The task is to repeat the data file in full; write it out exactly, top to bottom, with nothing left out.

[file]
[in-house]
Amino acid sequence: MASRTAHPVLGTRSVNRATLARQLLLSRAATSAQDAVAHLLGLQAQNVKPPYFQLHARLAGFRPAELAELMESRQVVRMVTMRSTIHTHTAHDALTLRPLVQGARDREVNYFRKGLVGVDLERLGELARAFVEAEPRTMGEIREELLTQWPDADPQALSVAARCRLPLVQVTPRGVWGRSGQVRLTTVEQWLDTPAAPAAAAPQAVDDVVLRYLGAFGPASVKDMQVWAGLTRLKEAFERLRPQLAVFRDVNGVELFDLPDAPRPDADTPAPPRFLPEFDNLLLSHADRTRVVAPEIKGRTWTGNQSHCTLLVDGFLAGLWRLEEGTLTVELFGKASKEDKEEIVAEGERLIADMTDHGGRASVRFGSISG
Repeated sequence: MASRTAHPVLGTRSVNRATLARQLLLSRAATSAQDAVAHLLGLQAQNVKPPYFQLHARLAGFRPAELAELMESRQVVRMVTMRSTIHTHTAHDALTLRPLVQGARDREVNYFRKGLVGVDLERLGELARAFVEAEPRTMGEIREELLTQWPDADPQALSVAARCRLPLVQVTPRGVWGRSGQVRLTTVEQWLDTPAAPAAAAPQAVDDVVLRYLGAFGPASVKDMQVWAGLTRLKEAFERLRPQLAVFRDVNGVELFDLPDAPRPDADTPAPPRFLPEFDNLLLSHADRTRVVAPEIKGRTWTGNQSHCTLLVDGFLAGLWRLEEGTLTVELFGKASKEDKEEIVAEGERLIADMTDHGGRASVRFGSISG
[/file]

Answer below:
[in-house]
Amino acid sequence: MASRTAHPVLGTRSVNRATLARQLLLSRAATSAQDAVAHLLGLQAQNVKPPYFQLHARLAGFRPAELAELMESRQVVRMVTMRSTIHTHTAHDALTLRPLVQGARDREVNYFRKGLVGVDLERLGELARAFVEAEPRTMGEIREELLTQWPDADPQALSVAARCRLPLVQVTPRGVWGRSGQVRLTTVEQWLDTPAAPAAAAPQAVDDVVLRYLGAFGPASVKDMQVWAGLTRLKEAFERLRPQLAVFRDVNGVELFDLPDAPRPDADTPAPPRFLPEFDNLLLSHADRTRVVAPEIKGRTWTGNQSHCTLLVDGFLAGLWRLEEGTLTVELFGKASKEDKEEIVAEGERLIADMTDHGGRASVRFGSISG
Repeated sequence: MASRTAHPVLGTRSVNRATLARQLLLSRAATSAQDAVAHLLGLQAQNVKPPYFQLHARLAGFRPAELAELMESRQVVRMVTMRSTIHTHTAHDALTLRPLVQGARDREVNYFRKGLVGVDLERLGELARAFVEAEPRTMGEIREELLTQWPDADPQALSVAARCRLPLVQVTPRGVWGRSGQVRLTTVEQWLDTPAAPAAAAPQAVDDVVLRYLGAFGPASVKDMQVWAGLTRLKEAFERLRPQLAVFRDVNGVELFDLPDAPRPDADTPAPPRFLPEFDNLLLSHADRTRVVAPEIKGRTWTGNQSHCTLLVDGFLAGLWRLEEGTLTVELFGKASKEDKEEIVAEGERLIADMTDHGGRASVRFGSISG